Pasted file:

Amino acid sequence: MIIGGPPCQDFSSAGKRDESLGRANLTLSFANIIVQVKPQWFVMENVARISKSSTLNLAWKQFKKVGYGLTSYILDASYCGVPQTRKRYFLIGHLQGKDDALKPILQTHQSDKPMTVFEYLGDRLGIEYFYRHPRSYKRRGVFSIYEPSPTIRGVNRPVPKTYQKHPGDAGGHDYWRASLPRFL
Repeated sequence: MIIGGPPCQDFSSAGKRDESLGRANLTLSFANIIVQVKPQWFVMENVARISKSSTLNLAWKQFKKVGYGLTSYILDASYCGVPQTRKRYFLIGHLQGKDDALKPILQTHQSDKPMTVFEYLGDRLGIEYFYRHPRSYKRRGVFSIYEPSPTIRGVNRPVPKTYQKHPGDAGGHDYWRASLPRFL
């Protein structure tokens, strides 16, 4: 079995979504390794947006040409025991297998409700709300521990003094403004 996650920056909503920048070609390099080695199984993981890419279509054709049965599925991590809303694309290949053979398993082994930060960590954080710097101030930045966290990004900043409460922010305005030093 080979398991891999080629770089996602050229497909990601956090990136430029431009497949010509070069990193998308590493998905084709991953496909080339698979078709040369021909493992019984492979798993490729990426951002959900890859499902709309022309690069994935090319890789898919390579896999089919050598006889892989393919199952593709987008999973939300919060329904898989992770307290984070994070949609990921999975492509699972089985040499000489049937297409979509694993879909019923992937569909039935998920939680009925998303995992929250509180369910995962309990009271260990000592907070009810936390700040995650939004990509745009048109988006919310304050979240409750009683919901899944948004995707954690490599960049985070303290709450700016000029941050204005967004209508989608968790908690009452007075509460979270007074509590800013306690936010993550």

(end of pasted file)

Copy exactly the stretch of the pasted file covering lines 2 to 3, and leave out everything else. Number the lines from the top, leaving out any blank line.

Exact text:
Repeated sequence: MIIGGPPCQDFSSAGKRDESLGRANLTLSFANIIVQVKPQWFVMENVARISKSSTLNLAWKQFKKVGYGLTSYILDASYCGVPQTRKRYFLIGHLQGKDDALKPILQTHQSDKPMTVFEYLGDRLGIEYFYRHPRSYKRRGVFSIYEPSPTIRGVNRPVPKTYQKHPGDAGGHDYWRASLPRFL
């Protein structure tokens, strides 16, 4: 079995979504390794947006040409025991297998409700709300521990003094403004 996650920056909503920048070609390099080695199984993981890419279509054709049965599925991590809303694309290949053979398993082994930060960590954080710097101030930045966290990004900043409460922010305005030093 080979398991891999080629770089996602050229497909990601956090990136430029431009497949010509070069990193998308590493998905084709991953496909080339698979078709040369021909493992019984492979798993490729990426951002959900890859499902709309022309690069994935090319890789898919390579896999089919050598006889892989393919199952593709987008999973939300919060329904898989992770307290984070994070949609990921999975492509699972089985040499000489049937297409979509694993879909019923992937569909039935998920939680009925998303995992929250509180369910995962309990009271260990000592907070009810936390700040995650939004990509745009048109988006919310304050979240409750009683919901899944948004995707954690490599960049985070303290709450700016000029941050204005967004209508989608968790908690009452007075509460979270007074509590800013306690936010993550």